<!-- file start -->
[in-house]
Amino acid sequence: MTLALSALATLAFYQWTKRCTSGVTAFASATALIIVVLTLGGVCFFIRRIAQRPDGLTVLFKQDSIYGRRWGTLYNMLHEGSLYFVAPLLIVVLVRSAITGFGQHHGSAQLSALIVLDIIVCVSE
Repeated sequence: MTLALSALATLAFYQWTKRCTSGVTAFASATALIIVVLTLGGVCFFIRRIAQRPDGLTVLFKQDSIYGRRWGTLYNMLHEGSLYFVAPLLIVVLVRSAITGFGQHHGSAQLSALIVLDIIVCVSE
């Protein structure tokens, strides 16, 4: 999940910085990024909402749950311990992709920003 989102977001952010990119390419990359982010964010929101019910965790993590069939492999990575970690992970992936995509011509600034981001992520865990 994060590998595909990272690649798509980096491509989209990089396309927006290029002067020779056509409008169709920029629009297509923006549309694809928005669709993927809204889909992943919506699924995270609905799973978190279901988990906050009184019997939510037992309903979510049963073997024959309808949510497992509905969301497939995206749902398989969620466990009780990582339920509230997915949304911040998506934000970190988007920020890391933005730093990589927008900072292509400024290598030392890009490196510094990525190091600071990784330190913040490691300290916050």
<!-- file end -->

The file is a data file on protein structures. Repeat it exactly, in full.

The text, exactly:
[in-house]
Amino acid sequence: MTLALSALATLAFYQWTKRCTSGVTAFASATALIIVVLTLGGVCFFIRRIAQRPDGLTVLFKQDSIYGRRWGTLYNMLHEGSLYFVAPLLIVVLVRSAITGFGQHHGSAQLSALIVLDIIVCVSE
Repeated sequence: MTLALSALATLAFYQWTKRCTSGVTAFASATALIIVVLTLGGVCFFIRRIAQRPDGLTVLFKQDSIYGRRWGTLYNMLHEGSLYFVAPLLIVVLVRSAITGFGQHHGSAQLSALIVLDIIVCVSE
């Protein structure tokens, strides 16, 4: 999940910085990024909402749950311990992709920003 989102977001952010990119390419990359982010964010929101019910965790993590069939492999990575970690992970992936995509011509600034981001992520865990 994060590998595909990272690649798509980096491509989209990089396309927006290029002067020779056509409008169709920029629009297509923006549309694809928005669709993927809204889909992943919506699924995270609905799973978190279901988990906050009184019997939510037992309903979510049963073997024959309808949510497992509905969301497939995206749902398989969620466990009780990582339920509230997915949304911040998506934000970190988007920020890391933005730093990589927008900072292509400024290598030392890009490196510094990525190091600071990784330190913040490691300290916050």